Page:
Category: peoplereport Written by Larry Onwuta
The people of South-East geo-political zone of Nigeria have suffered a lot in the hands of minority criminal elements who have chosen kidnapping as a trade at the detriment of the majority of innocent people.
Does kidnapping have some cultural link with the people of south-east zone? And do the kidnappers have any moral or legal right to justify their actions? Whether they believe it or not, do they realize that they are affected directly or indirectly by the extent of damage their nefarious activities have caused the society?
It is quite imperative for the effected Nigerians and the world to understand the true position of things in the context of crimes and criminals in the south east.
The study of criminology to some extent has proved that in every organized society, there are always some criminal activities going on in a particular environment.
Kidnapping, in the south-east zone, could be traced to the period of militancy in the Niger Delta when militants began to abduct and hold hostage some expatriates in the oil rich region of the country before demanding huge ransom (in form of millions of Naira or dollars, as the case might be ) Within that period, the kidnappers regarded their unwholesome ‘business’ as the fastest way of making money. Besides, they used the unlawful ‘trade’ to draw the international attention and see how to better their poverty-prone communities.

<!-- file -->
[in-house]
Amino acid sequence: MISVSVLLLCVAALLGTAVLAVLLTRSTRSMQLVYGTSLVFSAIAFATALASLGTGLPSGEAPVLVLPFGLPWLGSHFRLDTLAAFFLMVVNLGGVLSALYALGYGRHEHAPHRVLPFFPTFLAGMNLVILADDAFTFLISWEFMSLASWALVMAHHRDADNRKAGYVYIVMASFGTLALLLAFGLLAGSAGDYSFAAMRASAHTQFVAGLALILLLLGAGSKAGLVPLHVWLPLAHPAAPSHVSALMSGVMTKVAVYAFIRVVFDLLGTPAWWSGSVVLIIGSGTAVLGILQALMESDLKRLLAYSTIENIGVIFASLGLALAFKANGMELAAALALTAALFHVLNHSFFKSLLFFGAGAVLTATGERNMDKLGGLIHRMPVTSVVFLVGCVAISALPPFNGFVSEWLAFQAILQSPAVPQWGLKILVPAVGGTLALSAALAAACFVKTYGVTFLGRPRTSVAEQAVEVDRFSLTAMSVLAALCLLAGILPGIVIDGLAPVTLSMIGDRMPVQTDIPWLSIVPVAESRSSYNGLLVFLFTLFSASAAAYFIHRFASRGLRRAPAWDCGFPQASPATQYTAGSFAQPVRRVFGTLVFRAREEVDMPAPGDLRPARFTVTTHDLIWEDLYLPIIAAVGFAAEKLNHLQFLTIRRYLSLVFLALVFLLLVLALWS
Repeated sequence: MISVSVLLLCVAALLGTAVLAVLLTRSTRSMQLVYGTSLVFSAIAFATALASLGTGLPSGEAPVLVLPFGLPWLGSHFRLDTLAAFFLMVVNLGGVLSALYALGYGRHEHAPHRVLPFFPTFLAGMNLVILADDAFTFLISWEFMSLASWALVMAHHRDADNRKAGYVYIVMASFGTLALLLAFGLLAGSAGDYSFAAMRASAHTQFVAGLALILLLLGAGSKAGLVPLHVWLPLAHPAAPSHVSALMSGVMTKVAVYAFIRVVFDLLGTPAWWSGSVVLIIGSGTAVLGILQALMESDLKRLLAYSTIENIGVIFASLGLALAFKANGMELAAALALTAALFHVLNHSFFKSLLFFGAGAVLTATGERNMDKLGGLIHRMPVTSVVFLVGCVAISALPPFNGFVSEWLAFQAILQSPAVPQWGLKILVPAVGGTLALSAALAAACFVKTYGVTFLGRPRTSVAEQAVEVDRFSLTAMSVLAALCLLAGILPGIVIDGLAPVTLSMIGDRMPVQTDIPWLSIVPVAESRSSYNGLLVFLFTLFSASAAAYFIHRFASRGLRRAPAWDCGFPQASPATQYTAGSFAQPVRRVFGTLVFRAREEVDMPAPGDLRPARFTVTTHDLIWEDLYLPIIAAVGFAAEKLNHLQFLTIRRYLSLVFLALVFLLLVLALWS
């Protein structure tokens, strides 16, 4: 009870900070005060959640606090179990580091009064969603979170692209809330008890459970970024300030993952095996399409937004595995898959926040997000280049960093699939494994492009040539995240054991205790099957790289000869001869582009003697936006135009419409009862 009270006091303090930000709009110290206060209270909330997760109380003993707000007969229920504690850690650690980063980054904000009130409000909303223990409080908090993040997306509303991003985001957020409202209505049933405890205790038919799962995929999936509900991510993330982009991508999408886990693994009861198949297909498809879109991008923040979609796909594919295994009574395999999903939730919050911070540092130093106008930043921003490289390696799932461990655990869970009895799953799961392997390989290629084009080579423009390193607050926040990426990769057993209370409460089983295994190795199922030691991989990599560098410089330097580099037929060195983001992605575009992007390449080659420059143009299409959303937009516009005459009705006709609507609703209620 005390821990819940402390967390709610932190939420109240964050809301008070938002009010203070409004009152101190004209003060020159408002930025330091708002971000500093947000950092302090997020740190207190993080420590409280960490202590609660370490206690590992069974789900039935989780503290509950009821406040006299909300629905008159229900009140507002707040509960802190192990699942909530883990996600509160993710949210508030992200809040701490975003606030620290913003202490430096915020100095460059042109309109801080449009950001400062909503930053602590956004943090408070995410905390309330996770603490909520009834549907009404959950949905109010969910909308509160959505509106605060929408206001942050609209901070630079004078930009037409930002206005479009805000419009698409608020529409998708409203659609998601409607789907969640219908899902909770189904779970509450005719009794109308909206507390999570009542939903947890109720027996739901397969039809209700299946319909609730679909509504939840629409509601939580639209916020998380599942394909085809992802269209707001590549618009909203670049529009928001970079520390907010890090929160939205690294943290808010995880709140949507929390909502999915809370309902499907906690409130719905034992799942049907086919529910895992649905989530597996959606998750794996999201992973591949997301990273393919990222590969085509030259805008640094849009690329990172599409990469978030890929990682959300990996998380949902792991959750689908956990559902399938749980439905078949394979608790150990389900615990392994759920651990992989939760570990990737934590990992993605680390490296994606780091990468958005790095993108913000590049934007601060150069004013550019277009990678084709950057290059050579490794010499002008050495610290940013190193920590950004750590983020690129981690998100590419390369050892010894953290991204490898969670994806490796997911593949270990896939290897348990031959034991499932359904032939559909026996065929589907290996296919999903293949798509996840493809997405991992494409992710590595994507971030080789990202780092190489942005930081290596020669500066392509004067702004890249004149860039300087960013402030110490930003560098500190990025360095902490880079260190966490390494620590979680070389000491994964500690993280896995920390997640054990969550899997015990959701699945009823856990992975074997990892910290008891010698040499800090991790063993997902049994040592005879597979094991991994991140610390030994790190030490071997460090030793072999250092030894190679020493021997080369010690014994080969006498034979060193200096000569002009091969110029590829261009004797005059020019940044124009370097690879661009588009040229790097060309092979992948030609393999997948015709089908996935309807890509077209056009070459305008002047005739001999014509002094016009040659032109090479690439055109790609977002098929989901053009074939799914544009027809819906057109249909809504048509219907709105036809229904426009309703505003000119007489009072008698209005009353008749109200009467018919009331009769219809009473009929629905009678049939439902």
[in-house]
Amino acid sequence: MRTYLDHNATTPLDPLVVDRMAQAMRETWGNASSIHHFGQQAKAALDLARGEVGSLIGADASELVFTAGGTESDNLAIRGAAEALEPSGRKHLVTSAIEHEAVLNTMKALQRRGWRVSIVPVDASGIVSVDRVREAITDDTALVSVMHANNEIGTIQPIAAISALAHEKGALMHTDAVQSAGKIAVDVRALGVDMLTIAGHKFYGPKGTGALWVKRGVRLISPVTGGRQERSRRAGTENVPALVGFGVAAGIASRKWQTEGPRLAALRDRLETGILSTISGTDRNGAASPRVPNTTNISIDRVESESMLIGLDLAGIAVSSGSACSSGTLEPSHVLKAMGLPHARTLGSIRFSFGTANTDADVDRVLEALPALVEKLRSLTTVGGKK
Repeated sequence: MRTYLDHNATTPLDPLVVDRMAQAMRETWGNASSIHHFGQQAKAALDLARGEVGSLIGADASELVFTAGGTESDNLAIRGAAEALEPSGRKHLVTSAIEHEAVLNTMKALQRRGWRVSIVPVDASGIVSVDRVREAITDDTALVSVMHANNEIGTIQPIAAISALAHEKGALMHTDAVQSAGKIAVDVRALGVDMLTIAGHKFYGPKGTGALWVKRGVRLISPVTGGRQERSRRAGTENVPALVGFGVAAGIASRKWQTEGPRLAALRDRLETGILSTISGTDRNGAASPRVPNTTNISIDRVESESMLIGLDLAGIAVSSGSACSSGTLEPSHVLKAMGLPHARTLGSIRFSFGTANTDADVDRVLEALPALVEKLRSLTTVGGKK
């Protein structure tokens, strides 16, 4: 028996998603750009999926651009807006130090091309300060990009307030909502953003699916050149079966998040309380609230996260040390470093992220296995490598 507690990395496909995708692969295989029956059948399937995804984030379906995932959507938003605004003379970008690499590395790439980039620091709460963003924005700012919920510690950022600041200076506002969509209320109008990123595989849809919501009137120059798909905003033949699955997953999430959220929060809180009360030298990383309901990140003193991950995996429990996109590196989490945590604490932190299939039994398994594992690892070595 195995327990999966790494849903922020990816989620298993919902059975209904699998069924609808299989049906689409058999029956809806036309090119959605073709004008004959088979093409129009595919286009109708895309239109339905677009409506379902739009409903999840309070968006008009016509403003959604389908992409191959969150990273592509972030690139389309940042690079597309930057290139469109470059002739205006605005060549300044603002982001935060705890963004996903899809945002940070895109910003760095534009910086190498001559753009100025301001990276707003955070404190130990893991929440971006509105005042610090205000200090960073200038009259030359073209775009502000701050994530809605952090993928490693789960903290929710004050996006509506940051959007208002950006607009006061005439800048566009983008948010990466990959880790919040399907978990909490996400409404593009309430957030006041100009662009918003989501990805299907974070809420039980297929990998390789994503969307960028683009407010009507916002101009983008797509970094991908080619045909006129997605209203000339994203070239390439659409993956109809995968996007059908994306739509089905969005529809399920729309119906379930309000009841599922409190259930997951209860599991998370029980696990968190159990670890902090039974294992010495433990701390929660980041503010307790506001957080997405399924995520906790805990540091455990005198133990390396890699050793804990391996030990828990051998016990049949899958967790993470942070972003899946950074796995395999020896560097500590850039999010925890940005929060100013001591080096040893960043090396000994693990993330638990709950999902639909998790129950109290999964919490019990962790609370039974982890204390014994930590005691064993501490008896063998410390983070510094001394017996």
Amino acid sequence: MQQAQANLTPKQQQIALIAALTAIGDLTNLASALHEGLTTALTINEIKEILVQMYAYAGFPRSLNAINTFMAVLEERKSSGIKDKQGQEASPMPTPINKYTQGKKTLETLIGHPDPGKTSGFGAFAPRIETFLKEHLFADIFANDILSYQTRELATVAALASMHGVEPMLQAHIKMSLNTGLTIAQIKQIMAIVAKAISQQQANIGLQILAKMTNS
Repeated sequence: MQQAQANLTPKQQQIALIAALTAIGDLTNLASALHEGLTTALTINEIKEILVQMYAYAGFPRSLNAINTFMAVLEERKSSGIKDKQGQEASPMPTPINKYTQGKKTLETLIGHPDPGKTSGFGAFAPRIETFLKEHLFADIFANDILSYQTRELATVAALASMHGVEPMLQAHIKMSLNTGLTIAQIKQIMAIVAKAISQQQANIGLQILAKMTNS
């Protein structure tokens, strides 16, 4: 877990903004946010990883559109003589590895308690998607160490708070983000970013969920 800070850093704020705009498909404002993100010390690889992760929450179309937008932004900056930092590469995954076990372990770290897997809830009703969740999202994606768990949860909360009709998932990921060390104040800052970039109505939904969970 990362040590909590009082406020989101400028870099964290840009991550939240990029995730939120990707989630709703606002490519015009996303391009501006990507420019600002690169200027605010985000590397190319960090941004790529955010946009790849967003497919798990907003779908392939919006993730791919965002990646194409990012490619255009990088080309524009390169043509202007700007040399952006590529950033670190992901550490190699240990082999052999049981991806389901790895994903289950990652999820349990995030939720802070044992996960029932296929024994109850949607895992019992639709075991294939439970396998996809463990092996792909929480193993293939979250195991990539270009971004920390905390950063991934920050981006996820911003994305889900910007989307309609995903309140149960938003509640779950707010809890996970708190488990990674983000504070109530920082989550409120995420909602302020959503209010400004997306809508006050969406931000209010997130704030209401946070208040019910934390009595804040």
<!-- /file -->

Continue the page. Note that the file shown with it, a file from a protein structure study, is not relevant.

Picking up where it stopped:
The south-easterners must attempt to know where they probably have gone wrong; Nigeria is engulfed in myriads of mind-boggling problems, and solutions are not yet in sight. It could be that they have ignored to take precautionary measures or totally refuse to find the fundamental solutions.
The Advocate learnt that in 2009 many Igbos were reportedly involved in the Niger Delta agitations for improved amenities in the oil producing communities but when the then President Umaru Musa Yar’Adua granted amnesty to the militants with the attendant financial compensations, the Niger Delta militants allegedly excluded the Igbo militants that were said to have assisted them during the struggle and the billions earmarked for rehabilitation eluded them.
As a result of the dejection, the Igbo militant were left in the lurch, apparently not having any other possible option than to continue kidnapping business to make a living and perhaps to attract attention.
The Police so far have recorded so many kidnapping cases in the zone: On June 30th 2012, for instance, men of the Imo State Police Command, arrested members of a five-man armed gang operating on a motor-bike, that stormed the Nigerian National Petroleum Corporation (NNPC) mega station at Ihiagwa, Owerri West Local Government Area and robbed the fuel attendants of N236,000.
Also, the police also apprehended two kidnapping suspects, who hail from Umualum Nekede in the same local government council of Imo state, and Abatete town, Idemili North council of Anambra State; those arrested were in the same town with their victim, Enekwachi Kenechukwu whom they kidnapped on New Market Road, Owerri.